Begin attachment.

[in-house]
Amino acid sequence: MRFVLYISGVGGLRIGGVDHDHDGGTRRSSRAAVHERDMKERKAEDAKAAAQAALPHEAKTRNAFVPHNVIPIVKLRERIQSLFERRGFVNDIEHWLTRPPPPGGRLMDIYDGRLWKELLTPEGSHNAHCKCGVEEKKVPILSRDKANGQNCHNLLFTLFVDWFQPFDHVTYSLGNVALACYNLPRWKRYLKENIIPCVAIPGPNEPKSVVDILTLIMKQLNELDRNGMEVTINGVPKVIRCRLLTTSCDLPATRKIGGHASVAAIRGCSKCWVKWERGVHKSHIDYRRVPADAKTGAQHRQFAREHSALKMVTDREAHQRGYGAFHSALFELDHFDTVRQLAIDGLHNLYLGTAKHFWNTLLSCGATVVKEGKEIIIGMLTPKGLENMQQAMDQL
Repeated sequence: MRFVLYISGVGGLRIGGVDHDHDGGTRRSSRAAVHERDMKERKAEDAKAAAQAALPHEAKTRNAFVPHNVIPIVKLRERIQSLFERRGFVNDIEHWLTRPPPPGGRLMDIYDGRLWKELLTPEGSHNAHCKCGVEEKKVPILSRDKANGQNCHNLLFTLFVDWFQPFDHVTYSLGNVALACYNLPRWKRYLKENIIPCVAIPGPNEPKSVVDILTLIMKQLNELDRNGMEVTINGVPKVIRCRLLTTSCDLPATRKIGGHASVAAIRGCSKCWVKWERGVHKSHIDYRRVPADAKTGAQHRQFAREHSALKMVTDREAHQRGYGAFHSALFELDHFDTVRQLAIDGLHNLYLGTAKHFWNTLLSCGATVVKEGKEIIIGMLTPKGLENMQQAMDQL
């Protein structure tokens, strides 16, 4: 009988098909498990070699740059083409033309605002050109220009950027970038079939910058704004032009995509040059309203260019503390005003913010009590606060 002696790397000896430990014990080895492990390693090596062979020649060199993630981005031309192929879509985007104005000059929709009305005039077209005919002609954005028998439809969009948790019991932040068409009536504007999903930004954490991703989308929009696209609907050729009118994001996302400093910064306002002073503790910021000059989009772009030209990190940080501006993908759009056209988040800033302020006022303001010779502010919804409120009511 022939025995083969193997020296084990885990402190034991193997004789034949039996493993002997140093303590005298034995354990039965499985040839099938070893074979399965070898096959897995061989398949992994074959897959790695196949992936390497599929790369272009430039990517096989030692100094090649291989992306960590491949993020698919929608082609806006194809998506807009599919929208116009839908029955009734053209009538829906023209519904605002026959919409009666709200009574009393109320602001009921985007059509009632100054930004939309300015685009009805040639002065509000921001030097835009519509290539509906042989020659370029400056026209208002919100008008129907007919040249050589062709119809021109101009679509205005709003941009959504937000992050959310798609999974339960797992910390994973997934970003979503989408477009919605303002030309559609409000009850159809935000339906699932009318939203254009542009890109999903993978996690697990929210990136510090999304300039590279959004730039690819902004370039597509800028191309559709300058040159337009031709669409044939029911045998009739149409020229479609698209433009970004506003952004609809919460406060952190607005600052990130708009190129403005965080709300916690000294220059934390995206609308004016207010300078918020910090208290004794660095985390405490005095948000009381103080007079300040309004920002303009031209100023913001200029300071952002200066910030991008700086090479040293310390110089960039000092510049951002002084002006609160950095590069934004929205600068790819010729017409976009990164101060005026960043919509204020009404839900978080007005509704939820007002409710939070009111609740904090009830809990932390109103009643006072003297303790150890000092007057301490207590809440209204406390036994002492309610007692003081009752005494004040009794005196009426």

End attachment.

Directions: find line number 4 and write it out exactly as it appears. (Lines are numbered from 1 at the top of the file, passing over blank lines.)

């Protein structure tokens, strides 16, 4: 009988098909498990070699740059083409033309605002050109220009950027970038079939910058704004032009995509040059309203260019503390005003913010009590606060 002696790397000896430990014990080895492990390693090596062979020649060199993630981005031309192929879509985007104005000059929709009305005039077209005919002609954005028998439809969009948790019991932040068409009536504007999903930004954490991703989308929009696209609907050729009118994001996302400093910064306002002073503790910021000059989009772009030209990190940080501006993908759009056209988040800033302020006022303001010779502010919804409120009511 022939025995083969193997020296084990885990402190034991193997004789034949039996493993002997140093303590005298034995354990039965499985040839099938070893074979399965070898096959897995061989398949992994074959897959790695196949992936390497599929790369272009430039990517096989030692100094090649291989992306960590491949993020698919929608082609806006194809998506807009599919929208116009839908029955009734053209009538829906023209519904605002026959919409009666709200009574009393109320602001009921985007059509009632100054930004939309300015685009009805040639002065509000921001030097835009519509290539509906042989020659370029400056026209208002919100008008129907007919040249050589062709119809021109101009679509205005709003941009959504937000992050959310798609999974339960797992910390994973997934970003979503989408477009919605303002030309559609409000009850159809935000339906699932009318939203254009542009890109999903993978996690697990929210990136510090999304300039590279959004730039690819902004370039597509800028191309559709300058040159337009031709669409044939029911045998009739149409020229479609698209433009970004506003952004609809919460406060952190607005600052990130708009190129403005965080709300916690000294220059934390995206609308004016207010300078918020910090208290004794660095985390405490005095948000009381103080007079300040309004920002303009031209100023913001200029300071952002200066910030991008700086090479040293310390110089960039000092510049951002002084002006609160950095590069934004929205600068790819010729017409976009990164101060005026960043919509204020009404839900978080007005509704939820007002409710939070009111609740904090009830809990932390109103009643006072003297303790150890000092007057301490207590809440209204406390036994002492309610007692003081009752005494004040009794005196009426």